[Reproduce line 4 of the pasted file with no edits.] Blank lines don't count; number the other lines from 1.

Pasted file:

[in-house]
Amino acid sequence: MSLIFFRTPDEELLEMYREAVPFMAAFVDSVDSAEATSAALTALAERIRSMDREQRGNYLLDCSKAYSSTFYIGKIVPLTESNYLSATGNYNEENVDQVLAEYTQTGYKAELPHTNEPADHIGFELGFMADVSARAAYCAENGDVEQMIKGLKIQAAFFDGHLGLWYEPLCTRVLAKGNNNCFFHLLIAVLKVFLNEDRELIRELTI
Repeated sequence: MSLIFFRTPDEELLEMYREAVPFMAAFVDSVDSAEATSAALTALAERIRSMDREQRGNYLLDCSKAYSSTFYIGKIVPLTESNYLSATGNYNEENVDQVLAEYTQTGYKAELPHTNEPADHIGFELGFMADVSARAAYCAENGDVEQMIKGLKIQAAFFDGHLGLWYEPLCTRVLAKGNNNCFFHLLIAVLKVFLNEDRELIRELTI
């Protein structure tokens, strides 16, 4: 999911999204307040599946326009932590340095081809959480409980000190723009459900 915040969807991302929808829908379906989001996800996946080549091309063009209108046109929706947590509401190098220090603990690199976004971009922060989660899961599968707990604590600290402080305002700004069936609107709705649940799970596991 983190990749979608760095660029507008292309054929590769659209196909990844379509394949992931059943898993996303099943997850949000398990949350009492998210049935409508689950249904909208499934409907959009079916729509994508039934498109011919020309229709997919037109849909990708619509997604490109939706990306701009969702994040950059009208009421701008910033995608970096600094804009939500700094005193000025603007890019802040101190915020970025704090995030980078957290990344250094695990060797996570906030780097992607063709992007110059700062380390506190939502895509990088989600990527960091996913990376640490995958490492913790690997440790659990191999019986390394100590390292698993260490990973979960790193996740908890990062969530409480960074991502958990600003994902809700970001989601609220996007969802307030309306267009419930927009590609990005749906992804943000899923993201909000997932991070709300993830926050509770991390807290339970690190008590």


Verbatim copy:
């Protein structure tokens, strides 16, 4: 999911999204307040599946326009932590340095081809959480409980000190723009459900 915040969807991302929808829908379906989001996800996946080549091309063009209108046109929706947590509401190098220090603990690199976004971009922060989660899961599968707990604590600290402080305002700004069936609107709705649940799970596991 983190990749979608760095660029507008292309054929590769659209196909990844379509394949992931059943898993996303099943997850949000398990949350009492998210049935409508689950249904909208499934409907959009079916729509994508039934498109011919020309229709997919037109849909990708619509997604490109939706990306701009969702994040950059009208009421701008910033995608970096600094804009939500700094005193000025603007890019802040101190915020970025704090995030980078957290990344250094695990060797996570906030780097992607063709992007110059700062380390506190939502895509990088989600990527960091996913990376640490995958490492913790690997440790659990191999019986390394100590390292698993260490990973979960790193996740908890990062969530409480960074991502958990600003994902809700970001989601609220996007969802307030309306267009419930927009590609990005749906992804943000899923993201909000997932991070709300993830926050509770991390807290339970690190008590």